dummyTimeStep += 1;
   temp = PrintTemporary["Loading Sequence Dataset"];
   trainingData = Get@"training_data.m";

   , ProgressIndicator[dummyTimeStep, {1, 10}]


e.g. one might call:

trainingData = generateTrainingSet[
   "Exon" -> <|"Data" -> exons, "Min" -> 200, "Max" -> 500|>,
   "Intron" -> <|"Data" -> introns, "Min" -> 600, "Max" -> Infinity|>,
   "Samples" -> 180000, (* number of samples to retrieve of each (e.g. trainingData will be size 2n *)
   "PaddingLength" -> 600, 
   "ChromosomeLengths" -> chromosomeLengths

In addition, some sequences have the nucleotide "N" (e.g. unsequenced). It is best to filter these out:

filteredTrainingSet = 
   Select[With[{chars = Characters@#Sequence}, 
      AllTrue[(StringContainsQ[#, ("A" | "T" | "G" | "C")] & /@ 
         chars), # == True &]] &]];

With our training data complete, one should break the data into training, validation and test sets. Following, one can rename the dataset to be compatible with NetTrain as follows:

trainingSet = 
   All, <|"Input" -> #["Sequence"], "Output" -> #["Class"]|> &];
validationSet = 
   All, <|"Input" -> #["Sequence"], "Output" -> #["Class"]|> &];
testSet = 
  testSet[All, <|"Input" -> #["Sequence"], 
     "Output" -> #["Class"]|> &];

Neural Network

With the grunt of preprocessing finish, we can focus on making the neural network. Here the neural network follows the following diagram:

Fig 3: Network Architecture

enter image description here


To handle the convolution chuck of the network the following code encapsulates the repetitive aspects of the structure.

Convolution Block

convolutionBlock::usage="Basic convoultion neural network architecture modified for handing sequences of strings. Returns a NetChain as follows:\n\tConvolutionLayer --> BatchNormalizationLayer --> ReshapeLayer --> ElementwiseLayer";

Residual Convolution Block Chain

(* Create the downsized cnn block *)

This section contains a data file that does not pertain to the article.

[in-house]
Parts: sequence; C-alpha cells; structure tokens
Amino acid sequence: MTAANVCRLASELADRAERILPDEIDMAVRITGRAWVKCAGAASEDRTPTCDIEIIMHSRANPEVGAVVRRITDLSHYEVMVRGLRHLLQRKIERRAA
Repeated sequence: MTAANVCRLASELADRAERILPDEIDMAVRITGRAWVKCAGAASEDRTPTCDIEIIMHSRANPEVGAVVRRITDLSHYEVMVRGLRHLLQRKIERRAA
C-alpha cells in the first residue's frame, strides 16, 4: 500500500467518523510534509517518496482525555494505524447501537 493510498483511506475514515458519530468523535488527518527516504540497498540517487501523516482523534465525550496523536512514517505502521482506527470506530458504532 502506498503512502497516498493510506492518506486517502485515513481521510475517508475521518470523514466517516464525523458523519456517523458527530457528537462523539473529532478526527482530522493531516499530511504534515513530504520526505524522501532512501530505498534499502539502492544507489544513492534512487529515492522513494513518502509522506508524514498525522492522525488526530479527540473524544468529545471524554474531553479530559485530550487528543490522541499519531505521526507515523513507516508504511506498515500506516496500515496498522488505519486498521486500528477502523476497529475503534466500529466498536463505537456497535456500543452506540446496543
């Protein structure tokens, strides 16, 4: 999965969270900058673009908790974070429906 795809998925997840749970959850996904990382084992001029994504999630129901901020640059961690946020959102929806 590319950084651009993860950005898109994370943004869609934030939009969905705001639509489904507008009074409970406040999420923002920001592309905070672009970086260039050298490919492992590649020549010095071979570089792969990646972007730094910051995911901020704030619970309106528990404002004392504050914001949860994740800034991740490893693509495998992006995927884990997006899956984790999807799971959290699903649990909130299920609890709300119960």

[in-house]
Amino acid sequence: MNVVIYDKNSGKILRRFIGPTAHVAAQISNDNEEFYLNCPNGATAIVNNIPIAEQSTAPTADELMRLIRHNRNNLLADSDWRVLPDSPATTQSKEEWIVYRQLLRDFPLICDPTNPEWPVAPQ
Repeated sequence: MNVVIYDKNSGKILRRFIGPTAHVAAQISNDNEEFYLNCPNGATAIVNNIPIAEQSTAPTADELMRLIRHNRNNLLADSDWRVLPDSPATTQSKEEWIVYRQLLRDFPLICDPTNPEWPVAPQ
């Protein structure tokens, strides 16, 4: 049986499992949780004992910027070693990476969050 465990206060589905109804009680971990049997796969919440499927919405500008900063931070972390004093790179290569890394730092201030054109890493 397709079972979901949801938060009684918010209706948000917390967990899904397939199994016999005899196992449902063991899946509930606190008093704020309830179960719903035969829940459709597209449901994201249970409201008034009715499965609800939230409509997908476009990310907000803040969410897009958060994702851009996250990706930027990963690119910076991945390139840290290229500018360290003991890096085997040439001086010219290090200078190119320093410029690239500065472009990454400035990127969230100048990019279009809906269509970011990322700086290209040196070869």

(* Start a NetGraph with the downsized cnn block *)

(* Table non-downsized blocks for {i,chainLen-1} and append to the netGraph *)

(* Add the TreadingLayer to enable the residual architecture *)

(* Specify the residual architecture *)
(* Return NetGraph*)

Defining the Network

With the helper functions defined our network can be made as follows:

       "Input" -> NetEncoder[{"Characters", "ATCG", "UnitVector"}],
       "Output" -> NetDecoder[{"Class", {"Exon", "Intron"}}]

which can then be trained utilizing a GPU

    (* Output Learning Rate (not needed if set via Method Option )*)
          Print["\n\nInitial Learning Rate:\t"<>ToString[MXNetLink`$LastInitialLearningRate]<>"\n\n"],


The measurements of accuracy can be obtained via ClassifierMeasurements cmTest=ClassifierMeasurements[trainedNet,cmDataset[testSet]]; cmTrain=ClassifierMeasurements[trainedNet,cmDataset[testSet]];

where cmDataset converts a Dataset into a list of rules for ClassifierMeasurements:



The training this network yielded a model that had ~87% accuracy on the test set and 89% accuracy on the training suggesting that the model does not over fit the training set.

enter image description here


Recently deep neural networks used in biology utilized CNNs on known sequence features. Here it is show that deep learning is robust enough to handle raw DNA sequences with adequate performance. While promising more work is required to find out just how sufficient this network is at exon prediction. Given that our classifier was binary (exon or intron), it may have learned only to distinguish between the two and not necessary learned how to identify an exonic sequence in DNA.

Future Directions

  1. Utilize known genomic features to improve the model. Such features include ORF, codon bias, protein distribution, exon splicing enhancers / silencers (ESE / ESS) (ESEs can be readily found, e.g., etc.

  2. Slide throughout the entire human genome to identify novel exons (not including those in our initial data set). With candidate exons found, utilize the TBs of RNA-seq reads to validate candidates as unannotated exons and subsequently annotate them.

  3. Exons have a wide range in length, from micro exons at 2 NTs to the longest know exon at over 200,000 NTs. A variant of this model should be made for small and large exons.

  4. Include known non-coding, non-exon, non-intron regions in the learning process and see if performance can be maintained if not augmented.

POSTED BY: Sumner Magruder
10 months ago

Group Abstract Group Abstract